Overview:

As the U.S. reels from another mass shooting, the political paralysis will continue to take hold as money holds more sway power than morality.

Reading Time: 9 minutes

Hungerford, England, 1987. 16 people were killed by a lone gunman. The Conservative government introduced the Firearms (Amendment) Act 1988, making registration mandatory for owning shotguns and banning semi-automatic and pump-action weapons. There was a huge firearm amnesty.

Dunblane, Scotland, 1996. 16 children died in another rare UK shooting. The Conservative government passed a ban on all handguns in mainland Britain. There was another huge firearm amnesty. You can now go to prison for up to 10 years for illegal gun ownership. In the year ending 31st March 2020, in a country of some 65-70 million, there were 30 firearm homicides—4% of all homicides in the UK.

Port Arthur, Australia, 1996. Martin Bryant killed 35 people with a semi-automatic AR-15 rifle. The ruling conservative government introduced a sweeping package of gun-control reforms (licensing, registration, gun buybacks, etc.) against a backdrop of strong gun lobbying. PM John Howard started tackling gun reform the night of the tragedy. There have been no mass shootings in the 26 years since, and there were 13 others before. Research has found that the buyback scheme alone cut the rate of firearm suicides by 74% in the first 10 years, saving 200 lives a year.

Christchurch, New Zealand, 2019. 51 men, women, and children were gunned down in a hate crime at a mosque that became known as NZ’s “darkest of days.” The attacker had six legally-purchased firearms with him, including 2 AR-15s. PM Jacinda Ardern immediately enacted sweeping gun-law reforms with startling speed (including banning an array of high-powered weapons, magazines, and gun parts, enacting buyback schemes and tighter registration, etc.).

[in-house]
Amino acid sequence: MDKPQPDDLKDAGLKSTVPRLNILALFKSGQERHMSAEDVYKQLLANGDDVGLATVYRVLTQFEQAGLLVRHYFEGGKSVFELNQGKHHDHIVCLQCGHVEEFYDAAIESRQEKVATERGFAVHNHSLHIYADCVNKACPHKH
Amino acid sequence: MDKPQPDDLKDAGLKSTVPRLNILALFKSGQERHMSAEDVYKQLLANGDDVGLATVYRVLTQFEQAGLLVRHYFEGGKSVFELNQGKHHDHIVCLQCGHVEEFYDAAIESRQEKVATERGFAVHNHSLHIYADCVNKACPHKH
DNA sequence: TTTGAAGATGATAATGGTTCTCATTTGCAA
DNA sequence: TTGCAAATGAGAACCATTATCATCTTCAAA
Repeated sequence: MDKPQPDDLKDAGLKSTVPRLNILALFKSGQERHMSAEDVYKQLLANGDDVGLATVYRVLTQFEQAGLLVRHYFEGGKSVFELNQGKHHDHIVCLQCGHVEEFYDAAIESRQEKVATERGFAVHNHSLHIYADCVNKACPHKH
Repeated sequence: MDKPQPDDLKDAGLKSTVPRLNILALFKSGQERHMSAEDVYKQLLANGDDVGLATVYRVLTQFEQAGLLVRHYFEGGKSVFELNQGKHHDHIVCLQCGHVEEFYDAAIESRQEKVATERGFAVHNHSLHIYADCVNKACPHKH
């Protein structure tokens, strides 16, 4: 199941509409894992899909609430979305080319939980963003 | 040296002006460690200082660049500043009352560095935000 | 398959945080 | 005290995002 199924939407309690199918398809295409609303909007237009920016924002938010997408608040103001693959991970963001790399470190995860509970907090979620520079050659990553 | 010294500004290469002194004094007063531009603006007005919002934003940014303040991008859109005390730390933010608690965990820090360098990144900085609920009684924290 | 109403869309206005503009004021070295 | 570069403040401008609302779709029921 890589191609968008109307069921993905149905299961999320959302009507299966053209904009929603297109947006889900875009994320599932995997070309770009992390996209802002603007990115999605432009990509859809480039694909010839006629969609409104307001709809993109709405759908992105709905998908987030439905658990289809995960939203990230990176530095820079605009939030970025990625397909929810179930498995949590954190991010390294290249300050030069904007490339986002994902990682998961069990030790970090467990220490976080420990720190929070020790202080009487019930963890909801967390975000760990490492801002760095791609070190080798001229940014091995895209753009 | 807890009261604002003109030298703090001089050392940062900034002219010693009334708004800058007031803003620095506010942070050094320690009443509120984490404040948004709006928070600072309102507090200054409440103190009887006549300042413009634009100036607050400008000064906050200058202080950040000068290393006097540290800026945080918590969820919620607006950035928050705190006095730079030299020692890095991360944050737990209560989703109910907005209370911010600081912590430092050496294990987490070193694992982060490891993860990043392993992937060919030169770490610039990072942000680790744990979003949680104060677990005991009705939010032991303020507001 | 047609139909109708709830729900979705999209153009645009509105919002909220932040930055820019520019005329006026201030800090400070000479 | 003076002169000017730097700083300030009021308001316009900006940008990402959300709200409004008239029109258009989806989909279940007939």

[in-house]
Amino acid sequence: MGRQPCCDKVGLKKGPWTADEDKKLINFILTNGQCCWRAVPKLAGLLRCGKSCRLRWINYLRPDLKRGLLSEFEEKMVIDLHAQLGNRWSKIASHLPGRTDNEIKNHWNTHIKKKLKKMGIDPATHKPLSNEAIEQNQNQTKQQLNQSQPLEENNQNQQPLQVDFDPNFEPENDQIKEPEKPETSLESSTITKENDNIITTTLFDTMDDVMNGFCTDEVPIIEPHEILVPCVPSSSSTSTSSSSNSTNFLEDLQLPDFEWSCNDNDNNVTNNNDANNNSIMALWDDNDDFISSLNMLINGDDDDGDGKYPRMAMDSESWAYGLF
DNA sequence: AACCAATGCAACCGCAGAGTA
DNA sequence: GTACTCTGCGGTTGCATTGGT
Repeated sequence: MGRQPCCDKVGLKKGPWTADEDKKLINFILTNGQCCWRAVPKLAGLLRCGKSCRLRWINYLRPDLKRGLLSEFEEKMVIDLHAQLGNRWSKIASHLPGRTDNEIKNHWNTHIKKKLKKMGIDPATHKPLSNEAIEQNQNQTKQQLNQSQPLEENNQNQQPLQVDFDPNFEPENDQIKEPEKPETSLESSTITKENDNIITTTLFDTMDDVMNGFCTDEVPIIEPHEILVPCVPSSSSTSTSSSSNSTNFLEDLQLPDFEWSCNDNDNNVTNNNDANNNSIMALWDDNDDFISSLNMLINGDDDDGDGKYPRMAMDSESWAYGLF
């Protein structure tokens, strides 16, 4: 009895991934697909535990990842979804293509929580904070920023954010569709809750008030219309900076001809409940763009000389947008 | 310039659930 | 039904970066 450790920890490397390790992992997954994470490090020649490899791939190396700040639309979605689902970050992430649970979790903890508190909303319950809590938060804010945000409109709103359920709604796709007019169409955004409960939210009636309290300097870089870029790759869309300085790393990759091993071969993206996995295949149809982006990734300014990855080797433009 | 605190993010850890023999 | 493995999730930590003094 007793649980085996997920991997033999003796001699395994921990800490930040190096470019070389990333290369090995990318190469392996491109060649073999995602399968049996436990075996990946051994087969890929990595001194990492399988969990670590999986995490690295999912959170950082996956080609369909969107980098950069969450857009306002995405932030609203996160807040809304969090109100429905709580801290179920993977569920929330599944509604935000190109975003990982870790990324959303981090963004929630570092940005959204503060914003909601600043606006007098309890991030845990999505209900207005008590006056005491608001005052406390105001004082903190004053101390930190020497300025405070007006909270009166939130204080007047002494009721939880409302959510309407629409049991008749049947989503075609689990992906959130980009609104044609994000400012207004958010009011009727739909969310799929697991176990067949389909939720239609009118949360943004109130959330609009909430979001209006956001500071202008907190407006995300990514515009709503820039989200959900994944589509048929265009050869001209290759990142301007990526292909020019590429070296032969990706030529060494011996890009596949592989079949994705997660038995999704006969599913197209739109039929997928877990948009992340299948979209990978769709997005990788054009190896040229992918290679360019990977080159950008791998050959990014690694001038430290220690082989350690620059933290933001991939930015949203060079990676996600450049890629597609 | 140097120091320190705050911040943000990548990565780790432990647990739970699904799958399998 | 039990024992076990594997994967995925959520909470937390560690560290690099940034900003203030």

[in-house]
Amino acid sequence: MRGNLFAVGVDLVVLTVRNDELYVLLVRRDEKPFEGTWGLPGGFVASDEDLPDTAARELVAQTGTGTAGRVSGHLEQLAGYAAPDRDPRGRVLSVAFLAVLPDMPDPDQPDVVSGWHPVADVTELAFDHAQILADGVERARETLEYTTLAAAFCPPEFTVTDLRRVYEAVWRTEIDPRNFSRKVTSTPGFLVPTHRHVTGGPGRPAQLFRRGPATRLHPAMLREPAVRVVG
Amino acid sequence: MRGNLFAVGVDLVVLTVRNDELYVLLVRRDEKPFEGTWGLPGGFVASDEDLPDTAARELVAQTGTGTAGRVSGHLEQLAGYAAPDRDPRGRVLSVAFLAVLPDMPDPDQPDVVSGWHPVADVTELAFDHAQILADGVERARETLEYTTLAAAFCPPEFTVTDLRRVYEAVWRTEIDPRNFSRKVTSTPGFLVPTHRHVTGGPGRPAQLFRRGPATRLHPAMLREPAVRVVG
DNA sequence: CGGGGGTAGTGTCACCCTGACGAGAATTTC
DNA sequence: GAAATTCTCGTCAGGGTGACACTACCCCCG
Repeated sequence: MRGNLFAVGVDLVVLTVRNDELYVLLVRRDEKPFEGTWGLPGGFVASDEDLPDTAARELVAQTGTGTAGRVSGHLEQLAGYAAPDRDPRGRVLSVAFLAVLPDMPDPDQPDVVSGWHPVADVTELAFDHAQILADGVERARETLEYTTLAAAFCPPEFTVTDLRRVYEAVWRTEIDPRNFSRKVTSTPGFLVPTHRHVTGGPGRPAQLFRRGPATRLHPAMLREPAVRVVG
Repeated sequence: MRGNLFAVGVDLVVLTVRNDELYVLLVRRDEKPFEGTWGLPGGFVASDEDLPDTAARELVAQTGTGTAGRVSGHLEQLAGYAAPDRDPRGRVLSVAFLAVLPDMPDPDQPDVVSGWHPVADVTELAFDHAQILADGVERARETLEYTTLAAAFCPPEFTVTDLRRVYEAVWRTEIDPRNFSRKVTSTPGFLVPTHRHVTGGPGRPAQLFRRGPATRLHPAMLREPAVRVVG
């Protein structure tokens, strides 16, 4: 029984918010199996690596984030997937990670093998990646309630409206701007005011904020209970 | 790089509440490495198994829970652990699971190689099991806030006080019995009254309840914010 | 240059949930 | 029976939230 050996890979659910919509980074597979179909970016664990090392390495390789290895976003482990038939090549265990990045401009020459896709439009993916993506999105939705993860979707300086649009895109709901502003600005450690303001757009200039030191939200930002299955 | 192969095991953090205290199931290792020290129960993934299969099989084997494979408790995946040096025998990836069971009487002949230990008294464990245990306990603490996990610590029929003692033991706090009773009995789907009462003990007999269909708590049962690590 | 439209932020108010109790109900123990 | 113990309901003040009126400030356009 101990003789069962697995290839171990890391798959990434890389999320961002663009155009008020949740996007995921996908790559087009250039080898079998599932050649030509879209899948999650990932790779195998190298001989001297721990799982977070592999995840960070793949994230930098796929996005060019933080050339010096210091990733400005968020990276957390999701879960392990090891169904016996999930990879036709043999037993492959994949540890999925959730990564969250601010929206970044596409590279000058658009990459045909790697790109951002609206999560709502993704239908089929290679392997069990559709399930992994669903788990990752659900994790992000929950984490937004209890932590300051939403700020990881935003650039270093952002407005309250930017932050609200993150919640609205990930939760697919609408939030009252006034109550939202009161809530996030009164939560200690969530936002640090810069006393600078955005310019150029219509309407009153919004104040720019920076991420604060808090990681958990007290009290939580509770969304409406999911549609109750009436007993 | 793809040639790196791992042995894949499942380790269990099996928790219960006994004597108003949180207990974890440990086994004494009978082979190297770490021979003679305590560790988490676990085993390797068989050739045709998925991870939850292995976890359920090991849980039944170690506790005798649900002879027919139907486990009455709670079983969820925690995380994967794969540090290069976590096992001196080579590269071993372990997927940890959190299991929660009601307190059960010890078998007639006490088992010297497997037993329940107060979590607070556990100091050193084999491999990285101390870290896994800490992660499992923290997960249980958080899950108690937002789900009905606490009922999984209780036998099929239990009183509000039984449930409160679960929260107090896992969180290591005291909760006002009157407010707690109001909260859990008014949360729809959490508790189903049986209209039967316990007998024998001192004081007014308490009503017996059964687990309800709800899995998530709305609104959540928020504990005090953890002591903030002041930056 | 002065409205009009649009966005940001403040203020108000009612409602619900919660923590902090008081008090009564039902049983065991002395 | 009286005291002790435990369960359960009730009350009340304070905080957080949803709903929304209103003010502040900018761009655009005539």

And then, in the United States.

Buffalo, NY, May, 2022, 10 died. San Jose, CA, May, 2021, 10 died. Boulder, CO March 2021, 10 died. Dayton, OH, August 2019, 10 died. El Paso, TX, August, 2019, 23 died. Virginia Beach, VA, May, 2019, 13 died. Thousand Oaks, CA, November, 2018, 13 died. Parkland, FL, February, 2018, 17 died. Sutherland Springs, TX, November, 2017, 27 died. Las Vegas, NV, October, 2017, 61 died (411 were injured). Orlando, FL, June, 2016, 50 died.

And, Blacksburg, 33 died; Sandy Hook, 28 died; Maryland, 17 died.

Mass shooting events in the U.S. in 2021 killed 411 people, in 2020, 615, 2019, 434.

And the government? They did nothing.

On the rare occasion that the U.S. does tighten gun legislation, it often gets reversed, slackened, or diluted across the states. Indeed, in June 2021, Texas Governor Greg Abbott signed into law a “permitless carry bill” allowing residents to carry handguns without a license or training. In April, Georgia became the 25th state to eliminate the need for a permit to conceal or openly carry a firearm, meaning any citizen in the state has the right to carry a firearm without a license or a permit.